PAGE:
In my last article, I said that “we’d likely be in for yet another more active-than-normal fire season.” Thus far, that forecast has been a dud, and I couldn’t be happier to have been proven wrong. After the apocalyptic smoke and flames we’ve seen the previous five summers (apart from 2016), why has this summer been so surprisingly pleasant?
The primary reason for our underwhelming fire season was that our summer weather was much closer to climatology, with mild, onshore flow originating from the Pacific and not hot, dry, offshore flow from British Columbia and the rest of the West. Our most recent bad smoke/fire years—2014, 2015, 2017 and 2018—all had over 20 days of highs greater or equal than 85 degrees at Sea-Tac, with 2018 notching a record 32 days. As of 8/21, Seattle only has seen 10 days of 85 or greater, and while we might see a couple more before 2019 is over to exceed our long-term average of 11 days, the chances of us exceeding 15 days is vanishingly small.
Our biggest fire season by far was 2015, where 1,100,000 acres (275 Mercer Islands) of land were scorched in Washington alone. 2017 and 2018 each saw only 1/3 of the acres burnt as 2015, but they were memorable for the insufferable smoke that suffocated the Pacific Northwest. With our persistent onshore flow this summer, almost all the smoke from eastside fires continued moving inland. Our mild summer is evidence of this onshore flow—after all, the Columbia Basin is much hotter than the Pacific Ocean!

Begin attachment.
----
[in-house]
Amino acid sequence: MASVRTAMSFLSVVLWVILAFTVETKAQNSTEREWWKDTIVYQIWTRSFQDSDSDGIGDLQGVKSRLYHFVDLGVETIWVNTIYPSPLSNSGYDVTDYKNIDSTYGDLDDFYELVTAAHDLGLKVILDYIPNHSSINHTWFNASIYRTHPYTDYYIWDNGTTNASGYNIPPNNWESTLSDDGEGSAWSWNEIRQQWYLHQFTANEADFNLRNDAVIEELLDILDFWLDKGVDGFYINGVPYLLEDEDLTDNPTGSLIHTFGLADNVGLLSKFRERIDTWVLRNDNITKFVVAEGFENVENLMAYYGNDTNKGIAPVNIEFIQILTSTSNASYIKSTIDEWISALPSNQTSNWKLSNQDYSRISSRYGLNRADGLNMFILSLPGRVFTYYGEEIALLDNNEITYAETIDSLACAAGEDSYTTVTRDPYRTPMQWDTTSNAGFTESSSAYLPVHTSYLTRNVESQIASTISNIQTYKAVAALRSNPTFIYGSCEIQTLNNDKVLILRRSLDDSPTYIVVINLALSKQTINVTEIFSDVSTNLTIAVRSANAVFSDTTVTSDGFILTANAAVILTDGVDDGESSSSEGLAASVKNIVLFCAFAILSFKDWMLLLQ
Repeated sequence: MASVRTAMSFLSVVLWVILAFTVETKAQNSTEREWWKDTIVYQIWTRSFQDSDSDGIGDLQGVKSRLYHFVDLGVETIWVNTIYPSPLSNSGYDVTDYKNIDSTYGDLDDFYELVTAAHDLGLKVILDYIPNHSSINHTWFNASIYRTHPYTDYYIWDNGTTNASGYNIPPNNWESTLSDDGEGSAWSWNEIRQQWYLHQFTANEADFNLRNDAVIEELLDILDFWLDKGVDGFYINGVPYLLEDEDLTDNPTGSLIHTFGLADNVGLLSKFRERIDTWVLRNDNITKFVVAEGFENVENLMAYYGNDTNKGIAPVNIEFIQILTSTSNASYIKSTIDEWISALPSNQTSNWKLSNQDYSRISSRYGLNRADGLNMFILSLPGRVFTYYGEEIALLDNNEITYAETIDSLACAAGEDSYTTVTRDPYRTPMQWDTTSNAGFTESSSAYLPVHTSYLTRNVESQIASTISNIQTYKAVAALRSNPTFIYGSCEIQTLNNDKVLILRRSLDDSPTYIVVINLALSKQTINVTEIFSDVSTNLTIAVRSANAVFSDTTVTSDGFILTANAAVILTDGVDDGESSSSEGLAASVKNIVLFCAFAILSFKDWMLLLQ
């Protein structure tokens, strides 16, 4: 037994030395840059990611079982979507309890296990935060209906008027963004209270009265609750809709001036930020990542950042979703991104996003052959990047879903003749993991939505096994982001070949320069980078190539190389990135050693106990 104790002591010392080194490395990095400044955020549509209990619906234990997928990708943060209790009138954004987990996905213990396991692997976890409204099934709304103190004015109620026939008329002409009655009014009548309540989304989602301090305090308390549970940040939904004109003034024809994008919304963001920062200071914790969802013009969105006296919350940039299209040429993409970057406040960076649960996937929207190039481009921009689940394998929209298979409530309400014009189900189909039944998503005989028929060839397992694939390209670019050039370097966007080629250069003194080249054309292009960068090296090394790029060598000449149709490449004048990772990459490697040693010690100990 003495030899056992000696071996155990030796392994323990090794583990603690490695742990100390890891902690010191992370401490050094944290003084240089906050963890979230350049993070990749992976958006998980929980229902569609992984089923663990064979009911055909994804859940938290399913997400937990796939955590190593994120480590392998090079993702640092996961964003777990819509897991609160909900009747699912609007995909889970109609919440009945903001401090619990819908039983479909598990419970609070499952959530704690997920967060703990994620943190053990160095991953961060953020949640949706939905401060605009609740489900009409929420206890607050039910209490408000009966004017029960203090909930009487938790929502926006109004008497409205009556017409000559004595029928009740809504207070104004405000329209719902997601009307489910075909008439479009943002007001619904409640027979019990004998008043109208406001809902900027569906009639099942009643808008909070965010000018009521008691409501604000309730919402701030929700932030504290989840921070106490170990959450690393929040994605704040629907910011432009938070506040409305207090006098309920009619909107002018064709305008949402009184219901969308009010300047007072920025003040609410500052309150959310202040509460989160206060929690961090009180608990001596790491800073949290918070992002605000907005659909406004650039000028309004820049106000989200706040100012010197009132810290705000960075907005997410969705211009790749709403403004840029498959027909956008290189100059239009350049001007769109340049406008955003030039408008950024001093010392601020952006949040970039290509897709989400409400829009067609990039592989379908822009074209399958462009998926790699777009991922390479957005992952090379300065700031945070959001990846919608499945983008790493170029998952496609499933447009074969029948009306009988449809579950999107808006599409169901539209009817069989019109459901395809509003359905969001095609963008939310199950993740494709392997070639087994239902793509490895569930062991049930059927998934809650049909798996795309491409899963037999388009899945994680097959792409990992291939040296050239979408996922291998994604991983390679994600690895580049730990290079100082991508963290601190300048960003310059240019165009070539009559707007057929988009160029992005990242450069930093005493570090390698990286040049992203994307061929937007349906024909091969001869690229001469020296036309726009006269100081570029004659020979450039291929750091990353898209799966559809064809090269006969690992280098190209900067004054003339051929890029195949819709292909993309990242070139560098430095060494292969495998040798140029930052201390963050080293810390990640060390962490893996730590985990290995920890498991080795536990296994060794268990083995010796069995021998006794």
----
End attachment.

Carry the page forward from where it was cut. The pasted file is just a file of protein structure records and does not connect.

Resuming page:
Additionally, with the notable exception of the 45,000-acre Williams Flats fire northeast of Grand Coulee Dam, the vast majority of this summer’s wildfires have burned over grass or brush and in easy-to-access locations. Because non-forested locations have far less combustible material, fires there spread more slowly, produce way less smoke, and don’t “jump” from one location to another via smoldering, airborne embers as easily as forest fires. The fact that our fires have been confined to grass and brush and not forests is a testament to the moist fuels compared to the past few years; it’s easier to ignite pine needles than pine trees!
However, I would be remiss to fail to mention the potential for autumn wildfires, particularly over California. As summer transitions to autumn, the giant heat dome over the Rockies and Desert Southwest—and the thermally-induced low pressure associated with it—weakens to the point where pressures inland can be higher than those along the coast, setting up offshore gradients and the dreaded Santa Ana and Diablo Winds. The Camp Fire of 2018 (the deadliest/most destructive wildfire in California history that bankrupted PGandE) occurred in November, and Southern California saw wildfires throughout December 2017. By November and December, the Pacific Northwest is usually getting pummeled with storms off the Pacific, but we’re still definitely susceptible to smoke from fires throughout the West for the next 1 ½ months.
Autumn fire potential notwithstanding, it’s awesome that we had such a mild, smoke-free summer after the truly hellish summers of 2017 and 2018. Here’s hoping our good luck continues through the rest of the year!
Charlie Phillips, a Madrona resident, received his B.S. in atmospheric sciences from the University of Washington and works in Portland as a meteorologist. Check out his weather website at charlie.weathertogether.net.